Worse still for Mexican farmers, those imports entered at dumping-level prices, below what it cost to produce them. In part, that was because the U.S. Congress added insult to NAFTA’s injury with its 1996 farm bill. The Orwellian “Freedom to Farm Act” eliminated all vestiges of supply management, which had been the cornerstone of U.S. agricultural policies since Henry A. Wallace introduced them during the Great Depression. Their demise meant that the U.S. government no longer used a mix of price supports, reserves, and land set-asides to manage the precarious balance between supply and demand, which without government intervention often saw supplies outstripping demand and prices falling to unsustainable levels. Surprise: the reforms created an immediate crisis when prices plummeted. Millions of acres of land that had been held out of agriculture came back into production. Land planted to eight major U.S. crops increased 6% and crop prices fell, prompting a farm crisis that threatened to provoke a run on rural banks. The government stepped in with a series of emergency payments to farmers, which evolved into the mix of farm subsidies we see to this day. Farm program costs increased from their pre-1996 levels of around $10 billion per year to around $20 billion per year.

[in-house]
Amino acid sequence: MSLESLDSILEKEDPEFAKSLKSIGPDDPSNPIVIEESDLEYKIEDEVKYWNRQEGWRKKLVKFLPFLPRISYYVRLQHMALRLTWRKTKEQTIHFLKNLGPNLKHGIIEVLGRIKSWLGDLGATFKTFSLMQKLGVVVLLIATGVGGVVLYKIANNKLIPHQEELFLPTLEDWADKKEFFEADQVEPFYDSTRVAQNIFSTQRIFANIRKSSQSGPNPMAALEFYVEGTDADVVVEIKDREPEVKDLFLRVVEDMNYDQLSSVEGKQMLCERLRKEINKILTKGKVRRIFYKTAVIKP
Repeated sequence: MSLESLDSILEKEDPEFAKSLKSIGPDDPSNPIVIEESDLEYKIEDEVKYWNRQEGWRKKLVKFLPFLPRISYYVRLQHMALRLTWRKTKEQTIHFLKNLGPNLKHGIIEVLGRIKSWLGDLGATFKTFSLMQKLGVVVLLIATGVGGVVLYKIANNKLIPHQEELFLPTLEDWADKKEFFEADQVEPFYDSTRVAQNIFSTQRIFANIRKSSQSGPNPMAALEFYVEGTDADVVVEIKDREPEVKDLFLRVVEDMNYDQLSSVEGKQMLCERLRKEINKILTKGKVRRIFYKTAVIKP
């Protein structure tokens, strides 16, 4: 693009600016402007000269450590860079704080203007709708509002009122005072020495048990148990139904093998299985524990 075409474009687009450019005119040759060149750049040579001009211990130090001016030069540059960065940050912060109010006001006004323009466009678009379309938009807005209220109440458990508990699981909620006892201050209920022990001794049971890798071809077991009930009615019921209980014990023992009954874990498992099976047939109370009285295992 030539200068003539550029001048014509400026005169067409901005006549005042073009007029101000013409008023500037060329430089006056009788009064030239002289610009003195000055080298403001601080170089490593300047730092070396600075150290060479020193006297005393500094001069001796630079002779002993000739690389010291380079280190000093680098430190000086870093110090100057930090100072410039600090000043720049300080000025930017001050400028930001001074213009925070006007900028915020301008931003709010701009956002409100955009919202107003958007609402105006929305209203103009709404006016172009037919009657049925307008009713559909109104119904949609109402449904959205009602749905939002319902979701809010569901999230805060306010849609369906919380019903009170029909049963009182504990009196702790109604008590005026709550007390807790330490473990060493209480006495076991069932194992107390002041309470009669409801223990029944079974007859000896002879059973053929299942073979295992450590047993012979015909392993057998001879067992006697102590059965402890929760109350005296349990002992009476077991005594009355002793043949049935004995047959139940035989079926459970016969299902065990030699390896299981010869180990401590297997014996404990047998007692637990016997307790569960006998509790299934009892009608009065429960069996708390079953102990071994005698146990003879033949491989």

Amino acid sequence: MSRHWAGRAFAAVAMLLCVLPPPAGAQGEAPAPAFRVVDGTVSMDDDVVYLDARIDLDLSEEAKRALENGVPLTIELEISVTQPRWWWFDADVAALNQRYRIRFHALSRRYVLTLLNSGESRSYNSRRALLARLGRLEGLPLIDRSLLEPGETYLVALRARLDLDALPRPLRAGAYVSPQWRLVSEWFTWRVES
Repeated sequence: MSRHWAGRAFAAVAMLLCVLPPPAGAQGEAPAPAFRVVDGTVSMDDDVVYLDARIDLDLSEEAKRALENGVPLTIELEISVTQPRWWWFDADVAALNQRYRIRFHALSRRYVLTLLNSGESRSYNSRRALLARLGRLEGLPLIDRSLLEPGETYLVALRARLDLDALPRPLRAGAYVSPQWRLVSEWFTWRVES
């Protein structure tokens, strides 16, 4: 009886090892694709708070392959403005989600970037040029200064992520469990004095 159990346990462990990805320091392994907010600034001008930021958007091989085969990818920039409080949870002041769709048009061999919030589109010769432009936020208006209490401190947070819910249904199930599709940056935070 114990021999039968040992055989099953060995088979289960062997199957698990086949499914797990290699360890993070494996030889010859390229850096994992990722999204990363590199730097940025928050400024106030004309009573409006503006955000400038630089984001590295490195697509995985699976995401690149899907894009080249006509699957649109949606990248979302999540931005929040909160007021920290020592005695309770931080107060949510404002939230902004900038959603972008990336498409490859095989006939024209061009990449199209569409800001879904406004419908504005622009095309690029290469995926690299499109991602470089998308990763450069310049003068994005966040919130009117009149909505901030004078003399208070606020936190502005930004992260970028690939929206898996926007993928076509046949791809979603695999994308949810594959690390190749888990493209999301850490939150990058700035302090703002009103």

So Mexican farmers weren’t just facing an import flood of competitively priced farm products, they were being asked to compete with dumped goods. I had estimated the so-called “dumping margins” between 1997 — after full NAFTA liberalization and the U.S. farm bill — and 2005, the year before the speculative run-up in commodity prices began. For five key crops, the U.S. exports were sold at 12%-38% below their average costs of production. Corn was exported to Mexico in those nine years at 19% below what it cost to produce.